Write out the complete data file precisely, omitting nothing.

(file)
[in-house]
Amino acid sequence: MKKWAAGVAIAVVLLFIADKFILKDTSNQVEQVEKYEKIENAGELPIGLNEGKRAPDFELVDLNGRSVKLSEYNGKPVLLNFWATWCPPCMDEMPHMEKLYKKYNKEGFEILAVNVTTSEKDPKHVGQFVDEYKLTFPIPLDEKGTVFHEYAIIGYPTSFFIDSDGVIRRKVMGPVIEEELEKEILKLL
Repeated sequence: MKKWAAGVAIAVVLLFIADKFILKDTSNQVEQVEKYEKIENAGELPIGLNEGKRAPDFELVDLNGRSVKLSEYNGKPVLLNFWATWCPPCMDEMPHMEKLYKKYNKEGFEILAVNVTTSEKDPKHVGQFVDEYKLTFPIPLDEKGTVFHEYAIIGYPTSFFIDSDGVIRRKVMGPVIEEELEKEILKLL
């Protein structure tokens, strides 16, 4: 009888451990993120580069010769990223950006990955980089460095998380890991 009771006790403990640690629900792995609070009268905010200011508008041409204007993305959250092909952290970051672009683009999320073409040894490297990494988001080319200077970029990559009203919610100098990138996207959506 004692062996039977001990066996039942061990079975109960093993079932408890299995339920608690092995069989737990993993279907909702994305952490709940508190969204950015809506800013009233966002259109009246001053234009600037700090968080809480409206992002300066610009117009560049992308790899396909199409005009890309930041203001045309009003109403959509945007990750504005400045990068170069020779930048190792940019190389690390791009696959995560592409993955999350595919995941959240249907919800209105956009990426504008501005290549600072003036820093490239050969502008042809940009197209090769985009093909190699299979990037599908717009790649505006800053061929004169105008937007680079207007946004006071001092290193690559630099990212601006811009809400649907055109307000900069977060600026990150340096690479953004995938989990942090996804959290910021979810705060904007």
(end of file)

[in-house]
Amino acid sequence: MKKWAAGVAIAVVLLFIADKFILKDTSNQVEQVEKYEKIENAGELPIGLNEGKRAPDFELVDLNGRSVKLSEYNGKPVLLNFWATWCPPCMDEMPHMEKLYKKYNKEGFEILAVNVTTSEKDPKHVGQFVDEYKLTFPIPLDEKGTVFHEYAIIGYPTSFFIDSDGVIRRKVMGPVIEEELEKEILKLL
Repeated sequence: MKKWAAGVAIAVVLLFIADKFILKDTSNQVEQVEKYEKIENAGELPIGLNEGKRAPDFELVDLNGRSVKLSEYNGKPVLLNFWATWCPPCMDEMPHMEKLYKKYNKEGFEILAVNVTTSEKDPKHVGQFVDEYKLTFPIPLDEKGTVFHEYAIIGYPTSFFIDSDGVIRRKVMGPVIEEELEKEILKLL
């Protein structure tokens, strides 16, 4: 009888451990993120580069010769990223950006990955980089460095998380890991 009771006790403990640690629900792995609070009268905010200011508008041409204007993305959250092909952290970051672009683009999320073409040894490297990494988001080319200077970029990559009203919610100098990138996207959506 004692062996039977001990066996039942061990079975109960093993079932408890299995339920608690092995069989737990993993279907909702994305952490709940508190969204950015809506800013009233966002259109009246001053234009600037700090968080809480409206992002300066610009117009560049992308790899396909199409005009890309930041203001045309009003109403959509945007990750504005400045990068170069020779930048190792940019190389690390791009696959995560592409993955999350595919995941959240249907919800209105956009990426504008501005290549600072003036820093490239050969502008042809940009197209090769985009093909190699299979990037599908717009790649505006800053061929004169105008937007680079207007946004006071001092290193690559630099990212601006811009809400649907055109307000900069977060600026990150340096690479953004995938989990942090996804959290910021979810705060904007």